Snowpack near record on Independence Pass
May 4, 2011
ASPEN – The relentless snowstorms in April created a near-record snowpack east of Aspen and record levels elsewhere in northern Colorado, the Natural Resources Conservation Service (NRCS) said Tuesday.
The snowpack at the agency’s Independence Pass site as of May 1 was the third highest for that date in the last 74 years, according to research by Mike Gillespie, snow survey supervisor. Records for the site go back to 1937.
The water content in the snowpack at the Independence Pass site was 24.8 inches on Sunday, Gillespie said. That level was topped only by readings for that date in 1947 and 1957, he said.
In more recent times, the snowpack at Independence came close to this year’s level in 1995 when the water content was 24.20 inches.
The snowpack at Independence Pass was 159 percent of average for May 1, the agency reported.
The NRCS measures snow at seven automated SNOTEL sites in the Roaring Fork Basin. Despite its name, the Independence Pass site is located about 10 miles east of Aspen at an elevation of 10,600 feet rather than at the summit of the pass.
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Elsewhere in the basin, the snowpack was 223 percent of average at Nast Lake; 187 percent of average at Kiln; and 161 percent of average at Ivanhoe. All of those sites are in the Fryingpan Valley, between 8,700 feet and 10,400 feet in elevation.
In the Crystal Valley, the snowpack was 204 percent of average at North Lost Trail near Marble; 168 percent of average at McClure Pass; and 142 percent of average at Schofield Pass. Those sites range from 9,200 to 10,700 feet in elevation.
Basin-wide, the snowpack was 164 percent of average, the NRCS reported.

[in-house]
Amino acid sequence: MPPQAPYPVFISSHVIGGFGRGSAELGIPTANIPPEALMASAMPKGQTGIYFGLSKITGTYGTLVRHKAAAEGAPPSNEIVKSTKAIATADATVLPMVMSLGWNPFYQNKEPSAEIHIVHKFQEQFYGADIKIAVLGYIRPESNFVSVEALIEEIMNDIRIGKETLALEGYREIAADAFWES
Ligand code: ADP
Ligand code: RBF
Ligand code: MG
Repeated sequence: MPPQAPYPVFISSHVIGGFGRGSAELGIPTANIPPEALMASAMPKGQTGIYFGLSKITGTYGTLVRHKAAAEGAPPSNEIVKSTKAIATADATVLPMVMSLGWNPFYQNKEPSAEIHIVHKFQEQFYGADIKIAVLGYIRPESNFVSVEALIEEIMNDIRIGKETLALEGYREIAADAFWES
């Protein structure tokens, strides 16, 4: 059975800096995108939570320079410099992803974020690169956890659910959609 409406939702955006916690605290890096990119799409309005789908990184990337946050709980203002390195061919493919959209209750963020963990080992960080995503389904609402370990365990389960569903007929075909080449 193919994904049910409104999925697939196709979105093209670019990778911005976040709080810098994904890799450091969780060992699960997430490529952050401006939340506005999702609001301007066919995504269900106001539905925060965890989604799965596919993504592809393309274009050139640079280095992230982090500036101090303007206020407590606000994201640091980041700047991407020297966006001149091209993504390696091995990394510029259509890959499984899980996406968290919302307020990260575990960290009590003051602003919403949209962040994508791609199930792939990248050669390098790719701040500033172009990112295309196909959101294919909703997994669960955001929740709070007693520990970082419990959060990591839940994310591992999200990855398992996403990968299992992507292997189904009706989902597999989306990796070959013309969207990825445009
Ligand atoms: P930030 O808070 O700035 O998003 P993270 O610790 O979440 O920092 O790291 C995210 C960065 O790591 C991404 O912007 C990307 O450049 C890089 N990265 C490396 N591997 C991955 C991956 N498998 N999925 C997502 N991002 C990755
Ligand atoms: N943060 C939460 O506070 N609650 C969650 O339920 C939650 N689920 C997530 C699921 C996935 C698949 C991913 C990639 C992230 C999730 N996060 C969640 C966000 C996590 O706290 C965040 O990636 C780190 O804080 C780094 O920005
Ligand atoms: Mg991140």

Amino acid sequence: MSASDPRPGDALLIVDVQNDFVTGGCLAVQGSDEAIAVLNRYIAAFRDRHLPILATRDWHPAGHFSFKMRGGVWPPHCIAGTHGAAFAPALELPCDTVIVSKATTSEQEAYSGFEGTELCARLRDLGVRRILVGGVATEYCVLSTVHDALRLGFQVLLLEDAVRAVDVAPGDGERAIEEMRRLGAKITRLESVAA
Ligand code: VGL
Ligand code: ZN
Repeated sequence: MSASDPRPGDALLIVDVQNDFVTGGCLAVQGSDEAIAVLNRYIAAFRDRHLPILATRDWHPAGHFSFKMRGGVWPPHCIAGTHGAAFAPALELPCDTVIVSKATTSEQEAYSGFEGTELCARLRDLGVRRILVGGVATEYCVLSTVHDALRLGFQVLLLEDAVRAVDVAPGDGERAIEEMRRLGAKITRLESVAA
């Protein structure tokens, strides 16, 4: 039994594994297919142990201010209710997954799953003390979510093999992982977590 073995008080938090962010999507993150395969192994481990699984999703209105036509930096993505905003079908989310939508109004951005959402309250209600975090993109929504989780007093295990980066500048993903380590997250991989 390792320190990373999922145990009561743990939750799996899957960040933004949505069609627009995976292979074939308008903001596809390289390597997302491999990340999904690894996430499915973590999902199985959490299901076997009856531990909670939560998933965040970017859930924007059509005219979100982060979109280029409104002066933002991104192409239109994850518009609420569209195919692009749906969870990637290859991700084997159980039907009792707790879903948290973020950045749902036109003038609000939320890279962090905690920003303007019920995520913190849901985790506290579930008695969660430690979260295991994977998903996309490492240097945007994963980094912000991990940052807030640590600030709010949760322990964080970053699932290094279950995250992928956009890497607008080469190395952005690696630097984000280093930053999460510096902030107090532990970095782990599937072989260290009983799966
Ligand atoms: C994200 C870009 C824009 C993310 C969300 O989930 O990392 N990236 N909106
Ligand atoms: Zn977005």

The heavy snowpack could affect life in the Roaring Fork Valley this spring and early summer – like keeping people off snowed-in roads and trails in the backcountry. In addition, the U.S. Bureau of Reclamation has been releasing more water earlier than usual to make room in Ruedi Reservoir. It wants to avoid over-topping the dam. At the least, that means anglers should expect high water levels in the lower Fryingpan River throughout the spring.
Road crews are uncertain yet if the high snowpack will affect efforts to open Highway 82 over Independence Pass by Memorial Day weekend, according to Colorado Department of Transportation spokeswoman Stacey Stegman. She was at a meeting last week where she consulted with supervisors for the road crew.
“They said right now they’re not really sure” if the pass will open by Memorial Day weekend, she said.
Crews are scheduled to start triggering avalanches next week to make conditions safe for clearing the highway, she said. The results of the avalanche control as well as the weather in coming weeks will play a big part in determining when the road opens.
The NRCS reported that record snowpack levels were recorded May 1 at sites throughout the Colorado, Yampa, and North and South Platte basins, all in the northern part of the state.
“Of particular interest is a new all-time record snowpack at the Tower SNOTEL site which, on average, receives the greatest snowfall of any location in the state measured by the NRCS,” the agency said in a press release. “This site, located on Buffalo Pass in the Park Range northeast of Steamboat Springs, reached a total accumulation for this season over 200 inches deep, with 72.6 inches of water content. This exceeds the previous record reading of 71.1 inches of water equivalent measured in 1978.”
At Cameron Pass, west of Fort Collins, the old record set in 1971 was shattered this winter.
“Even many of the old-timers have never seen some of the depths measures across northern Colorado this month,” said Allen Green, state conservationist with the NRCS.
It is a different story in the southern part of the state. Snowfall was below average in April, as it was each month since January. Snowpack was below average in the river basins down south.
Statewide, the snowpack is 135 percent of average, but that figure is deceiving because it varies so much from north to south.
“For most of the state, this spring’s runoff and summer water supplies will be excellent,” the NRCS said. With the exception of the Rio Grande basin and areas in the southwest, “runoff volumes for the April through July period are expected to range from slightly above average to near record levels,” the agency said.